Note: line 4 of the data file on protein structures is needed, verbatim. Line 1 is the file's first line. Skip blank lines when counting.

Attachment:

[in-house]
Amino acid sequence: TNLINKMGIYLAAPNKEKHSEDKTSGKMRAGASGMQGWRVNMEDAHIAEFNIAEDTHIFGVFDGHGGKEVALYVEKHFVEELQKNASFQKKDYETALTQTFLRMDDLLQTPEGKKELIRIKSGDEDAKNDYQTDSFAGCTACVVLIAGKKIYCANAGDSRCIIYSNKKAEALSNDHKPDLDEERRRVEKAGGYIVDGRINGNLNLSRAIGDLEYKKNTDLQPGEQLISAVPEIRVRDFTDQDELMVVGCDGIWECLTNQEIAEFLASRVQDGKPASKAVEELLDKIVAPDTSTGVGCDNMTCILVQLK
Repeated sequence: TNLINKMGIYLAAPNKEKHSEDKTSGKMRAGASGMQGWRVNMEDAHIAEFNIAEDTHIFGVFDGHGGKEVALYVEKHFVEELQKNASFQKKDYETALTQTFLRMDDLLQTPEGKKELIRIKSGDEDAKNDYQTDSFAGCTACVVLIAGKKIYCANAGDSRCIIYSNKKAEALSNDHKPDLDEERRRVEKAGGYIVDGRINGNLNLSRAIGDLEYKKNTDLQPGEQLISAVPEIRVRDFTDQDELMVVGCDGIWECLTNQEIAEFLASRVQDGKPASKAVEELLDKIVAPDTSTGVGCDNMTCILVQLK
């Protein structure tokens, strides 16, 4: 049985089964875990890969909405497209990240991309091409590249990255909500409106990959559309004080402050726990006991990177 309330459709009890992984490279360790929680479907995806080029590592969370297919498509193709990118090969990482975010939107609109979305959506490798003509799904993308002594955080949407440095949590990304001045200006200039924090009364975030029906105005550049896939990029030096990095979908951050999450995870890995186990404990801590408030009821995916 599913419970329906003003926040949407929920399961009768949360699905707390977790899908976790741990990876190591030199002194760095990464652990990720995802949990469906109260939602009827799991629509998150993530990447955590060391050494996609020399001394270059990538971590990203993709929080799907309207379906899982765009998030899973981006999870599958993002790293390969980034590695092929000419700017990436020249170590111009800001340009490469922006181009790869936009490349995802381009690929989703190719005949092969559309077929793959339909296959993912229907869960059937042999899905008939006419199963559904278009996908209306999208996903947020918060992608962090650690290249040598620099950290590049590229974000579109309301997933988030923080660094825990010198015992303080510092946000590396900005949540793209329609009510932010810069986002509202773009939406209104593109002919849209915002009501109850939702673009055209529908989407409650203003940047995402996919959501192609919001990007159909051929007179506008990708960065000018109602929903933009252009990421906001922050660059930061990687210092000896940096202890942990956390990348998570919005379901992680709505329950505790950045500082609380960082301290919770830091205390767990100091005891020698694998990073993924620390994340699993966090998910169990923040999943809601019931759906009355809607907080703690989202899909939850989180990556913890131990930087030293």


């Protein structure tokens, strides 16, 4: 049985089964875990890969909405497209990240991309091409590249990255909500409106990959559309004080402050726990006991990177 309330459709009890992984490279360790929680479907995806080029590592969370297919498509193709990118090969990482975010939107609109979305959506490798003509799904993308002594955080949407440095949590990304001045200006200039924090009364975030029906105005550049896939990029030096990095979908951050999450995870890995186990404990801590408030009821995916 599913419970329906003003926040949407929920399961009768949360699905707390977790899908976790741990990876190591030199002194760095990464652990990720995802949990469906109260939602009827799991629509998150993530990447955590060391050494996609020399001394270059990538971590990203993709929080799907309207379906899982765009998030899973981006999870599958993002790293390969980034590695092929000419700017990436020249170590111009800001340009490469922006181009790869936009490349995802381009690929989703190719005949092969559309077929793959339909296959993912229907869960059937042999899905008939006419199963559904278009996908209306999208996903947020918060992608962090650690290249040598620099950290590049590229974000579109309301997933988030923080660094825990010198015992303080510092946000590396900005949540793209329609009510932010810069986002509202773009939406209104593109002919849209915002009501109850939702673009055209529908989407409650203003940047995402996919959501192609919001990007159909051929007179506008990708960065000018109602929903933009252009990421906001922050660059930061990687210092000896940096202890942990956390990348998570919005379901992680709505329950505790950045500082609380960082301290919770830091205390767990100091005891020698694998990073993924620390994340699993966090998910169990923040999943809601019931759906009355809607907080703690989202899909939850989180990556913890131990930087030293």